Two Theologians Go At It!

Two heavy-weight theologians going at it! This is what young theologians live for. In one corner is the heavy-weight champion of the Reformed faith- Charles Hodge himself. In the other corner is another lesser-known Reformed theologian- John F. Walvoord. What is on the line? The peccability or impeccability of Christ. Some Christians advocate that He was peccable (able not to sin), others that He was not able to sin (impeccable). Dr. Hodge argued in his Systematic Theology (found here) that:

A sinful Saviour from sin is an impossibility. He could not have access to God. He could not be a sacrifice for sins; and He could not be the source of holiness and eternal life to his people. This sinlessness of our Lord, however, does not amount to absolute impeccability. It was not a non potest peccare. If He was a true man He must have been capable of sinning. That He did not sin under the greatest provocation; that when He was reviled He blessed; when He suffered He threatened not; that He was dumb, as a sheep before its shearers, is held up to us as an example. Temptation implies the possibility of sin. If from the constitution of his person it was impossible for Christ to sin, then his temptation was unreal and without effect, and He cannot sympathize with his people.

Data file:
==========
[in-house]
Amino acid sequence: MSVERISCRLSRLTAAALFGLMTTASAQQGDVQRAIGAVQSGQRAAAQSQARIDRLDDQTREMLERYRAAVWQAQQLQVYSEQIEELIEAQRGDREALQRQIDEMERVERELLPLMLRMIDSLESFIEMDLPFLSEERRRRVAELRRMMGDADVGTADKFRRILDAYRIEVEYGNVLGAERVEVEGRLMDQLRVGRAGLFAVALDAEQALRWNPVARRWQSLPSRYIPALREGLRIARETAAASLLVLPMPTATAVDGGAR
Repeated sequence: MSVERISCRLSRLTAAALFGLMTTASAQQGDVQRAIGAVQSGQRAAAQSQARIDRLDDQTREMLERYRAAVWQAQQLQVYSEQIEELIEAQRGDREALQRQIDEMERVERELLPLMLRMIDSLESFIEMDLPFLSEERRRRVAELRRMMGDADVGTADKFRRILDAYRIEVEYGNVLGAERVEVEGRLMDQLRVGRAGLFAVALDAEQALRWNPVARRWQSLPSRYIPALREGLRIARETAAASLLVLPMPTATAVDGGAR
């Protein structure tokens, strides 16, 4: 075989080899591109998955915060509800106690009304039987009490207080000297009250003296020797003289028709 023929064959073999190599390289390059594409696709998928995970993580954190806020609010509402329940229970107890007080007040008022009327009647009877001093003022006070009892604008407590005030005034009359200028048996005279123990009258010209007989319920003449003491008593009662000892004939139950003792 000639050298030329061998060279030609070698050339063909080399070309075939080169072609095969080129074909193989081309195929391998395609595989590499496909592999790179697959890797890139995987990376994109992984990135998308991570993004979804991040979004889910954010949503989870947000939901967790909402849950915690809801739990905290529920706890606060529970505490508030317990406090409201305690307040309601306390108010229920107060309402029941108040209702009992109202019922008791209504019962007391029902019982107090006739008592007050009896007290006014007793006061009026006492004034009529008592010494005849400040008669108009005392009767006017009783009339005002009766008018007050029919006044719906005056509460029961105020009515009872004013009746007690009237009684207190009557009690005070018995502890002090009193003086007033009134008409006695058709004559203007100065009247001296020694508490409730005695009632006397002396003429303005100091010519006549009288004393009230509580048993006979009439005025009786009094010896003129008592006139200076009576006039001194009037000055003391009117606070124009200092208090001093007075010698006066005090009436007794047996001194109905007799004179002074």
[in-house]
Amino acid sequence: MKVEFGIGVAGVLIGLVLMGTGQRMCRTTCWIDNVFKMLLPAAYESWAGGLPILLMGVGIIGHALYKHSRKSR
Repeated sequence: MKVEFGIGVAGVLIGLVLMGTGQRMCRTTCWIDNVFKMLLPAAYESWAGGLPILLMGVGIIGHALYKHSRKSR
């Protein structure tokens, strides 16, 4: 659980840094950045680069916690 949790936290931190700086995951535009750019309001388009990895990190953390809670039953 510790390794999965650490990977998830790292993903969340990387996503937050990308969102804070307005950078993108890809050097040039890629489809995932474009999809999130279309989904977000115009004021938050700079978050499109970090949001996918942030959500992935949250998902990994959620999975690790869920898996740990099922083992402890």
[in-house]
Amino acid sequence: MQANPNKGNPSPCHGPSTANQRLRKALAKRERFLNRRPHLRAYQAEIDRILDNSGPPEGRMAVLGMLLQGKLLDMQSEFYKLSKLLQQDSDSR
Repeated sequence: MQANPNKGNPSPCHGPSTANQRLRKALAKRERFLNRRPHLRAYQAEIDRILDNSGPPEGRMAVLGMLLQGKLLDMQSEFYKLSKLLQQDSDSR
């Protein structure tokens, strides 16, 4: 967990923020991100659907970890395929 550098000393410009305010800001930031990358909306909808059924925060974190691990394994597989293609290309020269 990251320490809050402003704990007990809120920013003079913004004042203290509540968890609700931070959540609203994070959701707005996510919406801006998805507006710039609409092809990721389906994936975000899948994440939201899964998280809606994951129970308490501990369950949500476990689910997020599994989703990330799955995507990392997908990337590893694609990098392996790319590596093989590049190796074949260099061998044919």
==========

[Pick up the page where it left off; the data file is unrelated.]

The Princetonian of yesteryear agreed upon two things in the peccability and impeccability debate.

1-Jesus had to be holy for the atonement to be valid. He agrees that the incarnation and sinless life of the Son of God are essential prerequisites for the redemption of Adam’s fallen sons and daughters. Christ had to live a sinless life in order to accomplish redemption. A sinner is unable to rescue sinners. Only a sinless savior will do.

2-Yet, he was completely able to sin. If he was not capable of sinning, he was not a “true man” because to be truly human is to be able to make the choice to sin. If the hypostatic union prevented Jesus from having the ability to sin, he was not truly tempted and his humanity is called into question.

In his book The Person and Work of Christ, John F. Walvoord responded directly to Dr. Hodge (found here) remarking that: